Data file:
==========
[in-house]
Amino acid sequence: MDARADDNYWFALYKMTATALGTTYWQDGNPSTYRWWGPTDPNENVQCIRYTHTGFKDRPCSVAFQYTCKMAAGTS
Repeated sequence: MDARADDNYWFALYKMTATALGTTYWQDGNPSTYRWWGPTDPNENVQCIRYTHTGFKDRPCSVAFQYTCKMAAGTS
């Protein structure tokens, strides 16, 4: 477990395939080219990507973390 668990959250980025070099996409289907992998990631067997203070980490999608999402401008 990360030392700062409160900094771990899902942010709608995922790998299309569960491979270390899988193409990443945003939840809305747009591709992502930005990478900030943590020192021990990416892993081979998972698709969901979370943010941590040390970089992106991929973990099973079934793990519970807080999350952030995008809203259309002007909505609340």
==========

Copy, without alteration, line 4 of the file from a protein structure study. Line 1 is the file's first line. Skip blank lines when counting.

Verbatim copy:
């Protein structure tokens, strides 16, 4: 477990395939080219990507973390 668990959250980025070099996409289907992998990631067997203070980490999608999402401008 990360030392700062409160900094771990899902942010709608995922790998299309569960491979270390899988193409990443945003939840809305747009591709992502930005990478900030943590020192021990990416892993081979998972698709969901979370943010941590040390970089992106991929973990099973079934793990519970807080999350952030995008809203259309002007909505609340």